There’s a brightness about Jana, as too with the others — maybe with Liam the weight of it all is more apparent, it has worn further through the buffer of his patience. But Jana is engaging with the topic with that newly generated energy of the young intellect. The challenge is fuel to her fire.
It’s a lot though. A lot to contend with and she admits to the toll.
"I feel a huge spiritual fissure forming in terms of my faith in humanity. It is not just that we are facing this huge problem and nothing is happening, it is why is it not happening? And it is these fundamental human flaws of greed ... and ownership and in taking without guarding and giving."
The commission has recommended an average 7% reduction in CO2e emissions through to 2025, that first budget period, but expects a lesser cut will be achieved in the first year.
It seems to back up Jana’s misgivings — from the end of next year we could already be behind the eight-ball.
Indeed, Liam is worried the commission’s report might be read by the Government as license to tinker, fidget around the edges of the issues.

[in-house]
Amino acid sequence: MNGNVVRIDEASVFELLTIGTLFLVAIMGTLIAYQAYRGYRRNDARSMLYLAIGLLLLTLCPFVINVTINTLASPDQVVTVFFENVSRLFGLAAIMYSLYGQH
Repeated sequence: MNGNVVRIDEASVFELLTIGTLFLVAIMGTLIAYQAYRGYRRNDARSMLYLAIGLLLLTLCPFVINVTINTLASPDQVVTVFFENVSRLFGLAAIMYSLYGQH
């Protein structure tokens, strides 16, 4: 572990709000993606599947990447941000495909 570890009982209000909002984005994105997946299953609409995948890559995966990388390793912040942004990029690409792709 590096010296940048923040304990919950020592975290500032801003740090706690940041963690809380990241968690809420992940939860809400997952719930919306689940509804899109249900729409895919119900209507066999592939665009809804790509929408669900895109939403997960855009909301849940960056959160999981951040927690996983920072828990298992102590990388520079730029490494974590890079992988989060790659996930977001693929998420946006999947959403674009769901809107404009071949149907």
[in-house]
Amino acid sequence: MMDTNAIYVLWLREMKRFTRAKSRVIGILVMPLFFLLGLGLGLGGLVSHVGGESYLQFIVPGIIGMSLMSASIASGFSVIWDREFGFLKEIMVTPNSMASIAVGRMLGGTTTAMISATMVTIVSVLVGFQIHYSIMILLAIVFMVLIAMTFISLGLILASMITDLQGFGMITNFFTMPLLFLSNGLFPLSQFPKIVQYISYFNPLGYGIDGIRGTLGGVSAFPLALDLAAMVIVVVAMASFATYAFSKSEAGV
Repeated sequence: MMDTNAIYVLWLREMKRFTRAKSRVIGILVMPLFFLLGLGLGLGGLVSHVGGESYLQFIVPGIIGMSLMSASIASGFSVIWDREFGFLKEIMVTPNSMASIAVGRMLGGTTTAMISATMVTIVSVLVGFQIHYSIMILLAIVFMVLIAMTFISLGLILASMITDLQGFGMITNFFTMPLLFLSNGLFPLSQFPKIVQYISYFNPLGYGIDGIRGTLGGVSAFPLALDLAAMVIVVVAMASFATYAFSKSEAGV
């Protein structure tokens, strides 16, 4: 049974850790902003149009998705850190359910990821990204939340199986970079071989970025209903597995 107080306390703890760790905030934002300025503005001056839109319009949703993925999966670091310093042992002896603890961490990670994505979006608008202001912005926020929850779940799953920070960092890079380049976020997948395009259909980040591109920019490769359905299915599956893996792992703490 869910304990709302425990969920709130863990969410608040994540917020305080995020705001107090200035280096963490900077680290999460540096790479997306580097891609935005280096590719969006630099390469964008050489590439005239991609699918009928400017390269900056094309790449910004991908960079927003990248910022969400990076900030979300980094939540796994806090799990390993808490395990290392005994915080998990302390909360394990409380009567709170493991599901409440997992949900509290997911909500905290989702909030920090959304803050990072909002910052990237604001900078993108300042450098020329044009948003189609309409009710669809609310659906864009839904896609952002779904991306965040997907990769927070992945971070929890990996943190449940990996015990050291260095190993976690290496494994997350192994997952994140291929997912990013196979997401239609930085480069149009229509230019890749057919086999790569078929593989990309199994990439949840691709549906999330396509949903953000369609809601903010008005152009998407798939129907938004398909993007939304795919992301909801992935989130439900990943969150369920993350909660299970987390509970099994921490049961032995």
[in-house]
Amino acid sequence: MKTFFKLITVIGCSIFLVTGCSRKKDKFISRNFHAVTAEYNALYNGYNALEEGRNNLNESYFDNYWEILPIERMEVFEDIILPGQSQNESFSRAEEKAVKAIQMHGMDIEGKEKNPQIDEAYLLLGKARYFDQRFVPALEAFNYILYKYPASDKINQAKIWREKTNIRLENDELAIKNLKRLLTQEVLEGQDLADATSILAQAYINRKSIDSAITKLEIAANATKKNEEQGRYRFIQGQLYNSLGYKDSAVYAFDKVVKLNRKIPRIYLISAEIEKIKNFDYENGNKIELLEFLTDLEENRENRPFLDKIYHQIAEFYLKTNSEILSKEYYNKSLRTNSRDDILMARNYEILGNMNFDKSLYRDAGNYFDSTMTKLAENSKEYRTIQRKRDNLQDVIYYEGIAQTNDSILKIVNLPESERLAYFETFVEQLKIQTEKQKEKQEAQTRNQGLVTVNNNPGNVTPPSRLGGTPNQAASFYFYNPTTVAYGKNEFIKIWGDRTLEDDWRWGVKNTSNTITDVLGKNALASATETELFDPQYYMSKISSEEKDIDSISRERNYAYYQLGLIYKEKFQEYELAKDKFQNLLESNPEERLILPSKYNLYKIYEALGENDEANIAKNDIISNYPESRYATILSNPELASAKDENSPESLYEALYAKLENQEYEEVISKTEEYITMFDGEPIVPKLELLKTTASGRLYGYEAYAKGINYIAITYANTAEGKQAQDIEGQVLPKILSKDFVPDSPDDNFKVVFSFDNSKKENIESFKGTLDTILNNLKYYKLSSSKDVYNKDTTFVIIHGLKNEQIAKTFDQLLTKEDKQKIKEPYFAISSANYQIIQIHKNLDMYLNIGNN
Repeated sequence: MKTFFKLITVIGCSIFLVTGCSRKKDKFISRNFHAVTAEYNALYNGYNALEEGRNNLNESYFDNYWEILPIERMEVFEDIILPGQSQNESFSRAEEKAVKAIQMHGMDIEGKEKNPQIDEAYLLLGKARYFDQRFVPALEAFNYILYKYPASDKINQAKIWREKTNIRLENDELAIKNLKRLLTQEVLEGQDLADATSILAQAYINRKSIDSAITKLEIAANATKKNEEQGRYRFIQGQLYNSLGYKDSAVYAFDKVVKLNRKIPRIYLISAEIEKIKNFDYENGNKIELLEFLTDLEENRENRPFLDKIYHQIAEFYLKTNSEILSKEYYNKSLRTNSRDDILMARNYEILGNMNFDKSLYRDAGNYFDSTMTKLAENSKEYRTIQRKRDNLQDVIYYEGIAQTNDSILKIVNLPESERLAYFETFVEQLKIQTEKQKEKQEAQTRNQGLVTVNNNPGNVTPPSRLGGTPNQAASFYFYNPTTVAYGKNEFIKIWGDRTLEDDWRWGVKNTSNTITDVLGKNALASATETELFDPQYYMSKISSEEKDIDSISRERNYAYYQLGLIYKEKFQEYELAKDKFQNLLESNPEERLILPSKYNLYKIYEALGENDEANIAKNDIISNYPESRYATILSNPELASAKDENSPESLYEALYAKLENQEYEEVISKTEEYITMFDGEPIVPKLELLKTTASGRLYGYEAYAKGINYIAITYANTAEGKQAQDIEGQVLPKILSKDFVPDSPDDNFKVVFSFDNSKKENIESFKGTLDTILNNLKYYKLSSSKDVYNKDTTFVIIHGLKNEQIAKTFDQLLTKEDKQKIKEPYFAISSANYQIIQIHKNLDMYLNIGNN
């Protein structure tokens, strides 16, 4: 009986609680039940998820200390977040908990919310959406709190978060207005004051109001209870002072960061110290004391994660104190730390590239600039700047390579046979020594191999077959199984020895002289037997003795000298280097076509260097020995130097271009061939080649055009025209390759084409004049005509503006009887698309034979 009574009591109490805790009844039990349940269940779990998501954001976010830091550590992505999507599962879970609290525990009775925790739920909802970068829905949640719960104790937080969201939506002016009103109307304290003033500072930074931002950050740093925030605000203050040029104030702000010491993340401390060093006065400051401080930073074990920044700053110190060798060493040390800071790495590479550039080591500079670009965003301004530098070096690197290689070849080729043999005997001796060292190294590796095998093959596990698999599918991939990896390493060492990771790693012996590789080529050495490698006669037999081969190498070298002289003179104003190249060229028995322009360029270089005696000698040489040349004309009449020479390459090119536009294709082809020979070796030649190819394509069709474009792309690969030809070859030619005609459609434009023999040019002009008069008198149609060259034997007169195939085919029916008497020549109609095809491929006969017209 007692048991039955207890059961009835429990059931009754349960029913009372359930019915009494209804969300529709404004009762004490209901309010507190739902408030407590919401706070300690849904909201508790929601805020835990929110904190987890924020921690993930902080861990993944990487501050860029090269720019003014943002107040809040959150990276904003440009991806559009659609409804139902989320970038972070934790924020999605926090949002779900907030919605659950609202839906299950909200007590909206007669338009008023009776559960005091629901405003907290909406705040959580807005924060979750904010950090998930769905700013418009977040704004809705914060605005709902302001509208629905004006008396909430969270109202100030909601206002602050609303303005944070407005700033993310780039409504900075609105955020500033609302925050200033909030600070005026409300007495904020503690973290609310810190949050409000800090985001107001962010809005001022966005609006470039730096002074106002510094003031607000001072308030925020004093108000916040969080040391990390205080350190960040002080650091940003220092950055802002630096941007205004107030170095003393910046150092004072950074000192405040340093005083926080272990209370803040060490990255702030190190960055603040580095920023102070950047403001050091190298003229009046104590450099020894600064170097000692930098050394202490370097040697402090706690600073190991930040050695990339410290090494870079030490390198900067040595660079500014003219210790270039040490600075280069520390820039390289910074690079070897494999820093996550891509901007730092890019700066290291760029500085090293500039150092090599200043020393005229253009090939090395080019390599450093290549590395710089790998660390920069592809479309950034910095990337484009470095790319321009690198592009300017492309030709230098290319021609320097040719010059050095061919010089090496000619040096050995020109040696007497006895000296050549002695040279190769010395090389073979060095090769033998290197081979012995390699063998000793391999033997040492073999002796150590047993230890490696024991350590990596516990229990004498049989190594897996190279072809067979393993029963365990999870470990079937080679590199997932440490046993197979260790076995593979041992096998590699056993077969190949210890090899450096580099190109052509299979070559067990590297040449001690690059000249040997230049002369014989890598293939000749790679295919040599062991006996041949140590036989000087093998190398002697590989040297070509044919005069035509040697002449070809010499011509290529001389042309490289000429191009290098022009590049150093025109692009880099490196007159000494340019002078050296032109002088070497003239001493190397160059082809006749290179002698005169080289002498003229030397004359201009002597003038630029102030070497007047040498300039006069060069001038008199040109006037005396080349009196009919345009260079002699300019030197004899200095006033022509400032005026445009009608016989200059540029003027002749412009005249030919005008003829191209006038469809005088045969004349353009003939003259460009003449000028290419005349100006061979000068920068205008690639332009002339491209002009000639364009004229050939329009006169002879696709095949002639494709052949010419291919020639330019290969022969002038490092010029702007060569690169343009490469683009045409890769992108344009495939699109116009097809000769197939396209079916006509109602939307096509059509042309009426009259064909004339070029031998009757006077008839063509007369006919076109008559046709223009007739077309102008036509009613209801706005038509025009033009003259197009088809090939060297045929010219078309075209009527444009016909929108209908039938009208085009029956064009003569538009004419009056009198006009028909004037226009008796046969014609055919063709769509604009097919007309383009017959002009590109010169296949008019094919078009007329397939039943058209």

Jana highlights a paragraph in the report that gets a wry chuckle. It’s about the Emissions Trading Scheme (ETS), a central part of the emission reduction machinery available to the Government.
It reads: "Improve the New Zealand Emissions Trading Scheme so that it provides stronger market incentives to drive low-emission choices."
And the commission is indeed recommending change to the ETS, including significant hikes in the price of a New Zealand unit.
However, there’s little confidence in the room at this the 11th hour in "market signals". For our four young activists the tide has well and truly gone out on the cult-like faith in markets of recent decades.